Talented Totes- printed totes, ethically made

Talented Totes Founder Julia Gash

By Emma | Women
Posted Dec 10, 2012

Bags are arguably the staple of women’s wardrobes all over the world, if we are honest with ourselves, we regularly construct an outfit around the bag rather than the other way round. They are more than just accessories and they hold more than just stuff; they say something about us more than jewellery or shoes can.

So if our bags are so revealing, should we be thinking more carefully about what we buy? This is where Talented Totes comes in. A new brand from the founders of the successful Bag It Don’t Bin It, which invests in their British workforce and ISO 9001 accredited factories in India whilst providing eco-friendly canvas bags to fashion brands, Talented Totes features their own quirky collections that are quintessentially British.

We caught up with founder, CEO and chief designer Julia Gash to find out more…

1. Describe Talented Totes in five words.

Quirky, British, ethical, sustainable, bags

2. What is the history of Talented Totes and the faces behind it?

We were making bags for many blue chip fashion brands and were asked to help on designs too. The success of this work, together with a growth in demand for tote bags as an on-trend fashion accessory, led me to realise that we were ready to launch our own brand collection. We launched in February 2012 and have since designed several ranges, which draw on British cultural themes. We also support the collection of an up and coming designer; this season it’s Maude and Tilda from Paris.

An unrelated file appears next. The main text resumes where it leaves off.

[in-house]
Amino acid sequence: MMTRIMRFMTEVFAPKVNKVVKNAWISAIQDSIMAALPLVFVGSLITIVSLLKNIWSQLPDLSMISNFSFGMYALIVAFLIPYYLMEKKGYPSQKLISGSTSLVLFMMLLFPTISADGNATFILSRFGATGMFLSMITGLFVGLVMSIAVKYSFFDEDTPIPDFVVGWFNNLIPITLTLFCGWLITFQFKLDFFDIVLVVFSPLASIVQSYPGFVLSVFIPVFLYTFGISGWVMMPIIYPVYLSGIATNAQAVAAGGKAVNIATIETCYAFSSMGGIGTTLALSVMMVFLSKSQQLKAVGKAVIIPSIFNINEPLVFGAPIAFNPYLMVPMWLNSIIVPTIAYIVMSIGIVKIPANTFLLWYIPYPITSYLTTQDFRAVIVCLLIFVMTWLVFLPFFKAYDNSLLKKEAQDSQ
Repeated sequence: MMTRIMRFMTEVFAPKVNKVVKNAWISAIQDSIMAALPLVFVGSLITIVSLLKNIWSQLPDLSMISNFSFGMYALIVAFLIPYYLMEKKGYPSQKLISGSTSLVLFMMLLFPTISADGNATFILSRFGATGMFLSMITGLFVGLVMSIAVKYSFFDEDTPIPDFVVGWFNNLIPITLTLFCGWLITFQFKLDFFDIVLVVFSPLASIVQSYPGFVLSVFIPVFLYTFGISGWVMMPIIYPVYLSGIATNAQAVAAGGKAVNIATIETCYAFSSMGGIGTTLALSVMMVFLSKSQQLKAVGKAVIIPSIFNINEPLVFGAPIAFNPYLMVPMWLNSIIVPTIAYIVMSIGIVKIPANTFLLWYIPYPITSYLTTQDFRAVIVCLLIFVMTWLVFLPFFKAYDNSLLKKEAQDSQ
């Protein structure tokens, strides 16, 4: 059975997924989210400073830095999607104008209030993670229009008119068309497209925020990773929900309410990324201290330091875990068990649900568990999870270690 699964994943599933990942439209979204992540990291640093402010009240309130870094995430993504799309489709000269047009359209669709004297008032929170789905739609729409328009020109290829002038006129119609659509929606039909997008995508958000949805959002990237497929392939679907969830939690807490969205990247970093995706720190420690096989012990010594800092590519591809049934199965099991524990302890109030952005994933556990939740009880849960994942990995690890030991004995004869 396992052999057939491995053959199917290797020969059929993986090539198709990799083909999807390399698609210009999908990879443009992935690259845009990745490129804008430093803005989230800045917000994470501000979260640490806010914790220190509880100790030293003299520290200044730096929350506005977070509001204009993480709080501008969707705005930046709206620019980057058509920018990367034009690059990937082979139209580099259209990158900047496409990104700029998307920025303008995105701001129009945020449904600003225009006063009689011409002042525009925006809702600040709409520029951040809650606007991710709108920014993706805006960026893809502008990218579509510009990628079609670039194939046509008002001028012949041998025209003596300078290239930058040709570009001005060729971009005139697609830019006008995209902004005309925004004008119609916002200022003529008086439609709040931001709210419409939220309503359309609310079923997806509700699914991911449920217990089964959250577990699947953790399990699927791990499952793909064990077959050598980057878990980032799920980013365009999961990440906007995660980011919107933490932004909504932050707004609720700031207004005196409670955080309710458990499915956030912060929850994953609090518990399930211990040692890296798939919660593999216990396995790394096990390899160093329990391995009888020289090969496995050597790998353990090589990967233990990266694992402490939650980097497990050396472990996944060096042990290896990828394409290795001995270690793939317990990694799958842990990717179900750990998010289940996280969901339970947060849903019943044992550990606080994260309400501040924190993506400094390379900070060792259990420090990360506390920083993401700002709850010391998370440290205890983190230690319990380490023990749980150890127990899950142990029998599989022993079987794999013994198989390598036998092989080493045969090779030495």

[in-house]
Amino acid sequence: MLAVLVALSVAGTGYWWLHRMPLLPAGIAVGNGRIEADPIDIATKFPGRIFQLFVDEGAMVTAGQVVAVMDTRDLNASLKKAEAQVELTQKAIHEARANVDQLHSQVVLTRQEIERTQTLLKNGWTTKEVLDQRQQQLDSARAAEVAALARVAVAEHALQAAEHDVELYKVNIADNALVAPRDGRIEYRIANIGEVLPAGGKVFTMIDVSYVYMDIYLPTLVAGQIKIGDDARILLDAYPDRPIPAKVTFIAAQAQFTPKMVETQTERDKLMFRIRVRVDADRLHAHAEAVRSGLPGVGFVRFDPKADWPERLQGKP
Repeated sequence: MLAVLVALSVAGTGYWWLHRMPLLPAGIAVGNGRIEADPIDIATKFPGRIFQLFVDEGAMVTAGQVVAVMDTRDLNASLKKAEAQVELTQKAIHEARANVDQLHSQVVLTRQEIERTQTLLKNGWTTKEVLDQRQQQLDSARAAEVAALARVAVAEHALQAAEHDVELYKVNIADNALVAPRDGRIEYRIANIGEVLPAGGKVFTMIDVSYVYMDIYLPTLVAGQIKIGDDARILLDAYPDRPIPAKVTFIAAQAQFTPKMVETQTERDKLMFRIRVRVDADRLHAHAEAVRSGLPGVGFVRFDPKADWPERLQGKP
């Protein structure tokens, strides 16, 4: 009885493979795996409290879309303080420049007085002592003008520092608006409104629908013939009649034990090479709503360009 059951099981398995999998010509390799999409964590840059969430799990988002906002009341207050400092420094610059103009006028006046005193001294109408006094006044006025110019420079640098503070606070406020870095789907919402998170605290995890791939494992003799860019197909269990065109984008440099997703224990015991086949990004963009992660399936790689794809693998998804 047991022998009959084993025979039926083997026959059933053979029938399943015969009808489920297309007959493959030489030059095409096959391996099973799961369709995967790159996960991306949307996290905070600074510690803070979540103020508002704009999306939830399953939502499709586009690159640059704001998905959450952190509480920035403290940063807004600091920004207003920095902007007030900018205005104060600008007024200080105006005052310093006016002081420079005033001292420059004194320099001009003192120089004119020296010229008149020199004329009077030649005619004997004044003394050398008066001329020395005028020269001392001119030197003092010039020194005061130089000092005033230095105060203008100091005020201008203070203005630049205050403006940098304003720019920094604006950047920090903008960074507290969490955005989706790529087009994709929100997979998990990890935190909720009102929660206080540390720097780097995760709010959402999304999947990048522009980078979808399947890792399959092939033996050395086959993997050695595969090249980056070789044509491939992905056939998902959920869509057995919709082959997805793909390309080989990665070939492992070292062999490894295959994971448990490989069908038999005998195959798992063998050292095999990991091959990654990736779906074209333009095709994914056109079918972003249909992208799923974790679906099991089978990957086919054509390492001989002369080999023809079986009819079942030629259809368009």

3. Do you enjoy putting your own spin on key cultural events such as the Royal Wedding?

Very much so. I’m interested in what’s in the news and like to use bag art as a means of commenting on topical issues, people and events.

4. What has been the most exciting collaboration so far?

We have connected with a Yorkshire wool manufacturer, Clissold, and have made a collection of bags using upcycled suit fabric. They’re printed with quirky illustrations in powder blue and look great. They’ve been a hit with our international buyers looking for something quintessentially British.

5. In your opinion, what is the role of sustainable practices in the modern world?

The world has a finite amount of resources and we’re getting through them too fast so we need to seriously reduce our impact on the environment. There are so many easy ways to do this but it’s just not on so many people’s radar. I get completely dispirited by the demands that many fashion retailers have on packaging of products, they carry out procedures just because it’s always been that way and don’t consider how environmentally damaging they are. Sustainability needs to be incorporated into all decision making, including design, production and logistics together with a retake on how we wear our clothes.

6. What is it about totes that strikes a chord with the public?

They’re different and have a sense of humour as well as being sustainable.

7. What inspires you?

I love going to art galleries and I also love looking at good design – there’s lots of up and coming design talent in Britain.

8. What is next for Talented Totes?

At the moment I’m working on a Birds and Bees floral range, which is pretty but has a punch.


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